Supernatural powers of the artist
We have a tendency to endow great artist with quasi-supernatural powers. The most illustrious theorists of psychoanalysis claim that certain painters and other sculptors have, in their works, anticipated the discoveries of these specialists in psychic suffering. This was written in 1965, for example, by the French psychoanalyst Jacques Lacan in a tribute to the writer Marguerite Duras, where he cites Freud as a reference (1).
Lucian Freud collector
We know Freud collected antique objects – some of these are currently on display at Lyon’s Musée des Beaux Arts in the “Ruines” exhibition – and that he wrote an analysis of Moses sculpted by Michelangelo. He also made ian interpretation of a new extraordinarily dreamlike piece of writing by the German Wilhelm Jansen, Gradiva, in 1903 which tells the story of an archaeologist who falls in love with a bas-relief at the Vatican museum, then an Italian woman whose appearance is identical to the artwork.
And then, above all, there is the grand case of Lacan. The Centre Pompidou Metz is staging a gigantic exhibition on him featuring over 250 objects, artworks and documents, which might as well have been named Lacan and art: an encyclopaedia (See here the last report about an exhibition at Centre Pompidou Metz). The Centre Pompidou Metz has an exceptional exhibition programme.
The curators Marie-Laure Bernadac (See here an interview of her about Louise Bourgeois) and Bernard Marcadé, art historians who have each explored the avant-garde, from Marcel Duchamp to Louise Bourgeois, are showcasing not only the works that inspired Lacan in his theories – the psychoanalyst Gérard Wajcman maintains there is no Lacanian seminar that doesn’t refer to an artistic example – but also the contemporary artworks which have been inspired by Lacan’s theories, plus artworks he had in his possession.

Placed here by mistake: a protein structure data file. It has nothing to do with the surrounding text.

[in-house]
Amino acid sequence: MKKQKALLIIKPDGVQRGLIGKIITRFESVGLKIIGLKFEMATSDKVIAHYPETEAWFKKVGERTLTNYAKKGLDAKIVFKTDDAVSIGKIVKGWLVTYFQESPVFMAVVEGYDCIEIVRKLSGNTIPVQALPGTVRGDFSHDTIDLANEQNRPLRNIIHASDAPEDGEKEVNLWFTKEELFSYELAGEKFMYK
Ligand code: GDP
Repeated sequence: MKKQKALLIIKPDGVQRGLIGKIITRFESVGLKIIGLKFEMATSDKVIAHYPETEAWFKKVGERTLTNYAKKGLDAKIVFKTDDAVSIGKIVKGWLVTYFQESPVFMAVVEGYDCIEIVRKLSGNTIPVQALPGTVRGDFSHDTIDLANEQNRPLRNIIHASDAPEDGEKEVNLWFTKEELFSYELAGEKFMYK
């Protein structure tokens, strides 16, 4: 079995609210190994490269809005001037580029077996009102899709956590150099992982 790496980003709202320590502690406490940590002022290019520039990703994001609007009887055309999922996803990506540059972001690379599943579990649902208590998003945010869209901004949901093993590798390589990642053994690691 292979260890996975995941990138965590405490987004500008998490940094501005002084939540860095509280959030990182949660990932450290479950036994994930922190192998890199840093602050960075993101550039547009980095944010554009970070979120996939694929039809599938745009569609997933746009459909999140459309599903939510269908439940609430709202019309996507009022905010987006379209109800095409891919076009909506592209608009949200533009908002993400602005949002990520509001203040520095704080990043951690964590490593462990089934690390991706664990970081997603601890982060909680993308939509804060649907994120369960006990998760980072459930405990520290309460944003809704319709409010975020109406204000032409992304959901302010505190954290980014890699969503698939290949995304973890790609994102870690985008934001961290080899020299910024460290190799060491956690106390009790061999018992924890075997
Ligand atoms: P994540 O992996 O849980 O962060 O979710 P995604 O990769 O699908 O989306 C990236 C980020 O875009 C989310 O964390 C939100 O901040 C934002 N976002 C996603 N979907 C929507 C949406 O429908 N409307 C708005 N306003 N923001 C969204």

Zao Wou Ki and Courbet
For he was clearly a collector. His thirst for knowledge was immense. He was for a time interested in Chinese culture and he owned three works by the painter whose work constitutes a perfect bridge between Asia and the West: Zao Wou Ki. (See here a report about Zao Wou Ki) He used to visit the great anthropologist Claude Lévi-Strauss and he was interested in tribal art, but the greatest glory for the psychiatrist when it came to art was to have been the owner of a painting that has gone down in collective memory: Gustave Courbet’s “L’origine du monde”.
A fill-frontal portrait…
The canvas, a full-frontal portrait of a woman’s crotch with abundant body hair, which is today part of the collections at the Musée d’Orsay, was acquired in 1955 by the psychiatrist, who placed it in the office at his country house in Guitrancourt, in the Yvelines.
His brother-in-law André Masson (1896-1987) made a cover especially for it, a painting on a sliding wood panel that used Courbet’s main lines. As Marie-Laure Bernardac explains, the work would always be subject to a certain ceremony of unveiling… until its arrival at the Orsay where it was revealed in 1995, unfiltered. In Metz the painting, along with its cover, are hung side by side.
Lacan was very close to certain surrealists, such as Dali. He was particularly sensitive to the use they made of words, pirouettes of the mind and of the unconscious, like Magritte and his quirky titles or Marcel Duchamp and his Mona Lisa with a moustache, which he named LHOOQ (to be said out loud, to make a French pun). The version exhibited here is a drawing that belongs to the French Communist Party.
Inside Lacan’s consultation room
The eye and its illusions, the reflection and the screen are part of the central themes addressed at the Metz. The Argentinian artist who lives in France, Leandro Erlich, has designed a black room in which the image of the viewer is overlaid on that of Lacan’s consultation room. We can take the place of the patient and that of the psychiatrist. But the session risks being unfruitful except for its immortalization on social media.
Lastly, among the great discoveries of psychoanalysis there is a “crack” (“fente” in French): the one highlighted in the dress of the Spanish Infanta painted in the very enigmatic and grandiose Velazquez painting, “Las Meninas” from the Prado in Madrid. For the occasion, another Velazquez has specially made the journey from the Louvre to evoke this story, to show that sex is everywhere…
Speleology of the unconscious
Gérard Wajcman describes Lacan as a “collector of ‘fentes’”. A collector of Origines du monde. The quest of a great speleologist of the unconscious.
Until 27 May. www.centrepompidou-metz.fr/fr
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